When to Make the Sign of the Cross

Fr Dimitri suggests appropriate times when we should make the sign of the cross. This article is one of a series of etiquette posts which will respectfully offer a guide to those who wish to learn more about the Greek Orthodox Church.

Greek Orthodox Church St George Brisbane

Photography by Andrew Porfyri

When to Make the Sign of the Cross:

  • Whenever you feel the need
  • Before and after any prayers
  • When you enter and leave the Narthex and Nave
  • Before you kiss an Icon, Cross, or the Gospel Book
  • When you pass the Altar
  • When you hear any of the following phrases; 
    • Father, Son, and Holy Spirit
    • Holy God, Holy Mighty, Holy Immortal, Have Mercy on Us
    • The words Christ, Theotokos, Panayia or Virgin Mary
    • The Name of a Saint
  • After the reading of the Epistle or Gospel
  • Near the end of the Creed at the phrase In One Holy, Catholic, and Apostolic Church
  • Before and after the Consecration during the Divine Liturgy (when the Priest says ‘Your Own of Your Own we offer You, In every way and for every Thing’. This is the point when the Priest prays with the people for God to make the Bread and Wine into the Body and Blood of Christ.
  • At the end of the Lord’s Prayer while the Priest says ‘For Yours is the Kingdom, the Power and the Glory, Father, Son, and Holy Spirit. Amen.’
  • Before and after receiving Holy Communion
  • Before receiving Antidoron (The blessed bread at the end of the service).

Do you have any questions about appropriate Church Ettiquite? 

Please share them the comments below.


The content of this post was originally published by Fr. Dimitri Tsakas on the Orthodox Research Institute.

The Reverend Father Dimitri Tsakas is the Archepiscopal Vicar for Queensland, Greek Orthodox Archdiocese of Australia and the Dean of the Greek Orthodox Church of St George, Brisbane in Australia. You can connect with Fr. Dimitri on FacebookTwitter and Linked In.

The 12 Days of an Orthodox Christmas…

Christmas Apple

The 12 Days of Greek Orthodox Christmas

For me and my family, Christmas has always been celebrated on the 25th of December. But did you know that the Orthodox Church actually celebrates the 12 Days “After” Christmas?

On the 12th Day of Christmas My True Love Sent To Me…

The 12 Days of Christmas is the name of a song that children sing at Christmas time. You’ve heard it… On the first day of Christmas, my true love sent to me, a partridge in a pear tree. On the second day of Christmas, my true love sent to me, two turtle doves and a partridge in a pear tree. The song goes on and on, and the true love sends the singer 12 different gifts on the 12 days of Christmas. If you were to ask me about the 12 Days of Christmas, then I would immediately think about this song. Until now, I had no idea that the 12 Days of Christmas is a religious event that is celebrated in the Church.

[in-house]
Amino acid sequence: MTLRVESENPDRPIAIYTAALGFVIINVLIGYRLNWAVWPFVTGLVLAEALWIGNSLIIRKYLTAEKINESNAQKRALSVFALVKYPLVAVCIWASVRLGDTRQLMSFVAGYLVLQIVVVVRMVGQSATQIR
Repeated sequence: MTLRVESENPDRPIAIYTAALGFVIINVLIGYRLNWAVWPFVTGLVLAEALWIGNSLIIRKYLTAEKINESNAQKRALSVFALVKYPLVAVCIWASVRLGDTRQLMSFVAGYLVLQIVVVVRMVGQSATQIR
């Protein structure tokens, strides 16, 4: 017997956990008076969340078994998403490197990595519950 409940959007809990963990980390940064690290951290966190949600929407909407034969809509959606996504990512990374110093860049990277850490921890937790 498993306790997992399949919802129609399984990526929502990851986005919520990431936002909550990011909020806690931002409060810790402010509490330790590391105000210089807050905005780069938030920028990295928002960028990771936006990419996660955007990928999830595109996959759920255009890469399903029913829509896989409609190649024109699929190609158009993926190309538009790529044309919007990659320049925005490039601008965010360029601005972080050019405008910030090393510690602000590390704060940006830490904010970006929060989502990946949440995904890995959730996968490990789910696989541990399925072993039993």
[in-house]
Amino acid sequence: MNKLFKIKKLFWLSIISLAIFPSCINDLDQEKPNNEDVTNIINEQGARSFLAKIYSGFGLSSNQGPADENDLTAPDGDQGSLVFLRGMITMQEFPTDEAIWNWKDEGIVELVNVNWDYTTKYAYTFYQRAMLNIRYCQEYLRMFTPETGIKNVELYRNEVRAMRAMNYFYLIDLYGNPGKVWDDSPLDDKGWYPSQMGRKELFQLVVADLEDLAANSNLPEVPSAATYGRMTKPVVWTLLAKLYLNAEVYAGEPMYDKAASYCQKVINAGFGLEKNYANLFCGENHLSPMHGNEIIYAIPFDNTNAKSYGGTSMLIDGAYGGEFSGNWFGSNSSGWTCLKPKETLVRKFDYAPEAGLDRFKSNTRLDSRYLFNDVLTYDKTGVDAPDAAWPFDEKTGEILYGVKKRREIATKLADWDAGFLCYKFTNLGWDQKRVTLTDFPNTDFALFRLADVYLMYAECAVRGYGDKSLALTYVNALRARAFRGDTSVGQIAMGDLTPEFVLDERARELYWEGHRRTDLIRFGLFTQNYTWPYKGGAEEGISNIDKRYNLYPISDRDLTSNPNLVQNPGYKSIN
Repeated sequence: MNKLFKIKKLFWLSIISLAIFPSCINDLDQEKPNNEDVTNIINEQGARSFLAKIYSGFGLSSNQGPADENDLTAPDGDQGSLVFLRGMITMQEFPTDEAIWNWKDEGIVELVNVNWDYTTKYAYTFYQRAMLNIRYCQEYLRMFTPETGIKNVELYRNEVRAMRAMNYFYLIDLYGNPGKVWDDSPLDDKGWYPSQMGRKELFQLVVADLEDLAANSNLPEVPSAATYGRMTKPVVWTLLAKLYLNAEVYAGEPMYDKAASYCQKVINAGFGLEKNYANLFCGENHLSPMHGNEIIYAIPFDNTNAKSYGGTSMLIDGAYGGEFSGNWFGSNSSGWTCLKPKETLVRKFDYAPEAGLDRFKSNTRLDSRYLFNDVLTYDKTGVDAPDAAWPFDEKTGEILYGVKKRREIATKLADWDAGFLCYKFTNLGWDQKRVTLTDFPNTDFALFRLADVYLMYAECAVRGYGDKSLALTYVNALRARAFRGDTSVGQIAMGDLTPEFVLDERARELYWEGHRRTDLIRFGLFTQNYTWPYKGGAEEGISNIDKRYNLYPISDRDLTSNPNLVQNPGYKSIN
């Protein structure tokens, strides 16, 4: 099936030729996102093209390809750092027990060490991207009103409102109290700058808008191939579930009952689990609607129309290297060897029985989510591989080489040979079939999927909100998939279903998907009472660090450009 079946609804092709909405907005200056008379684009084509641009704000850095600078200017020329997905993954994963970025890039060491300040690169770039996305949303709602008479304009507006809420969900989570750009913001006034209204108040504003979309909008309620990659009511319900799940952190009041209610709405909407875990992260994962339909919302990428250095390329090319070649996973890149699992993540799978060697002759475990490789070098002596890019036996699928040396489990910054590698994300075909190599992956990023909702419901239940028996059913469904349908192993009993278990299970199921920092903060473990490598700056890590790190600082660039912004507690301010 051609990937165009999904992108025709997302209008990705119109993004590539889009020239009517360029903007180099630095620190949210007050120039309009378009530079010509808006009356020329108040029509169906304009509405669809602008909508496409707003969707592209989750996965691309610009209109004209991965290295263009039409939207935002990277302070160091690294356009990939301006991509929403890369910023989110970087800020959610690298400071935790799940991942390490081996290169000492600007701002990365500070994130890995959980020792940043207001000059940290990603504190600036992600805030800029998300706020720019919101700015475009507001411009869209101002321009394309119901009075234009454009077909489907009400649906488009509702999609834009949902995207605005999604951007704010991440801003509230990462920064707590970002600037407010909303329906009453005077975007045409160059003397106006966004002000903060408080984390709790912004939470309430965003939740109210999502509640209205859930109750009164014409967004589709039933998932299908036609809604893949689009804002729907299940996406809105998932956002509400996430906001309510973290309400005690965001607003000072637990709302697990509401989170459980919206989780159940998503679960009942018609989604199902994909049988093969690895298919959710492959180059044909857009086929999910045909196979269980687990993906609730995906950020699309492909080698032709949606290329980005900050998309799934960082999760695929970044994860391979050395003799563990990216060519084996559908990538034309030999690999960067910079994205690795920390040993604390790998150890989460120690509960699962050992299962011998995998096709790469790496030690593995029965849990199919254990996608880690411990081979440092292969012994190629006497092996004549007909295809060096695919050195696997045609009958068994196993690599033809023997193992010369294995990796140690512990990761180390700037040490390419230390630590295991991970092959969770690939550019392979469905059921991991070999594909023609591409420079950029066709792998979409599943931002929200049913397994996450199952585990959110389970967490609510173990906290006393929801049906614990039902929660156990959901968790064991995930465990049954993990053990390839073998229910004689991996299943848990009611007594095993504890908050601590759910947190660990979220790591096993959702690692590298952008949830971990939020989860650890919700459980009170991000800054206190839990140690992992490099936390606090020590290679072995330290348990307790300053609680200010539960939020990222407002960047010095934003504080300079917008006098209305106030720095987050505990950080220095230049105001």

Bob Flaherty from Our Orthodox Life, suggests that the song, the 12 Days of Christmas should not be taken literally. He says that each gift symbolic of something more religious. He decodes the symbols in his blog post: The Meaning Behind the Christmas Carol – The 12 Days of Christmas. 

12 Days of Christmas

12 Days of Christmas – From: ourorthodoxlife.blogspot.com.au

The 12 Days of Christmas in the Orthodox Church

According to John Sanidopoulos from the blog Mystagogy: The Twelve Days of Christmas are a festive period linking together two Great Feats of the Lord: The Nativity of Christ and Theophany.

The first day of Christmas begins on Christmas Day, the 25th of December and the celebrations continue until the 5th January. Those who follow the tradition of the 12 Days of Christmas, will wait until Christmas Day before beginning any celebrations. Often, the Christmas tree will be put up (at midnight on Christmas Eve) and then presents are given out on a daily basis on each day of the 12 days.

Leave Your Christmas Tree Up – Until The 6th January

They say that you should leave your Christmas tree up until the 6th of January. That is the day after the 12 days of Christmas celebrations. This date is always marked in my diary (because i can finally pack away all the Christmas decorations and get the house back to normal) however, i did not know that this date was directly linked to the tradition of the 12 Days of Christmas.

Learn More About The 12 Days Of Christmas

Presvassi from the blog In Service and Love offers tips and inspiration about how to celebrate the 12 Days of Christmas. Also, if you would like to read more about Orthodox Christmas then I recommend that you read Christmas 101: An Orthodox Christian Understanding – a very detailed article by Sylvia from the blog Adventures of an Orthodox Mom’s

My husband and I are interested in learning more about this tradition. I’m not sure if this is celebrated by all Orthodox Churches or by just some of them. I like the idea… perhaps we might try it one year.


Do you celebrate the 12 Days of Christmas?